"Ah, we will not fear Thee more, our God! We have stood under the thunder-peal hurtling through the air, and trembled; we have beheld the lightning-flash revealing our sin and making us cry for shelter; we have watched Thy march through history, and there have been traces of blood and tears behind on Thy track; and as we look out into the eternal future our hearts stand still. We are but leaves in the great forest of existence; bursting bubbles upon the mighty ocean of being; but when we come to see that Thine ideal is in the Divine Man who died for us, we fear Thee no more, but approach with the confidence of a little child; for if Thou dost love the Man Christ Jesus, and we love Him too, we can meet Thee in the Cross with its dying agony." It is a great encouragement to know that God's ideal is the Man who died.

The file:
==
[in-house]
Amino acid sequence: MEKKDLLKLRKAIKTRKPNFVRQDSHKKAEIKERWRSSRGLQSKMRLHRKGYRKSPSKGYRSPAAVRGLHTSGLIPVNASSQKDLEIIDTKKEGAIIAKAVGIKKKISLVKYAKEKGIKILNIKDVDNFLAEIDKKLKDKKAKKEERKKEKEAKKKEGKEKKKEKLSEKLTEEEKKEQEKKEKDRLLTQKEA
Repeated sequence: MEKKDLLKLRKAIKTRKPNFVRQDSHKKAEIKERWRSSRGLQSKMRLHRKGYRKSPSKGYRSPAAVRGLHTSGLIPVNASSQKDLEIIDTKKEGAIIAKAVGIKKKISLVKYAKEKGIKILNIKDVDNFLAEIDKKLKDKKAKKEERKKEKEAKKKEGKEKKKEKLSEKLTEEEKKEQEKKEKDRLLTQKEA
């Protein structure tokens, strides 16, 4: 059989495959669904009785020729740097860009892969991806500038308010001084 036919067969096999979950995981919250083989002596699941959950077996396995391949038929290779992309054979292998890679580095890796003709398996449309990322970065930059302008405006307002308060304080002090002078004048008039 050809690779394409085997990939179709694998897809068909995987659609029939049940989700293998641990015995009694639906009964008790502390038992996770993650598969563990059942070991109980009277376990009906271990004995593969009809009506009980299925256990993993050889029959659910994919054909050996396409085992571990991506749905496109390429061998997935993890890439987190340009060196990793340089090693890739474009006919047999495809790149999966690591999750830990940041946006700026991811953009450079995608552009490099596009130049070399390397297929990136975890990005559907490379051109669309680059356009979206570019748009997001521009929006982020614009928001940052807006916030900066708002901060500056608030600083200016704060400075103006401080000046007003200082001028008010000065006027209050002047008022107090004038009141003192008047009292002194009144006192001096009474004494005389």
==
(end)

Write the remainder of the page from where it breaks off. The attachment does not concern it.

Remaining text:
Our God seems sometimes to come near us and say: "There is never a soul that stoops, stripping itself that it may wash the feet of another; there is never a soul that sheds tears over the ruin of those it loves, as Jesus did on the Mount of Olives over Jerusalem; there is never a soul that pours out its life-blood even unto death; there is never a soul that denies itself to the uttermost, that is not dear to Me. I notice it, though the great world passes by unwitting and careless; I bend over those who tread in the earthly pathway trodden by My Son, My well beloved; and though the midnight darkness may gather over the head, extorting the cry, "My God, my God, why hast Thou forsaken?" I do not forget, I cannot forsake; and presently, when the earth has passed away like the shadow of the cloud upon the hills, I will gather such, and bear them upward, taking them to My bosom, and enthroning them right and left of My Son. He that drinks the cup which Jesus drank of, and is baptised with the baptism with which he was baptised, though forgotten, ignored, crushed and trampled underfoot by men, shall sit beside the Son of Man in His kingdom."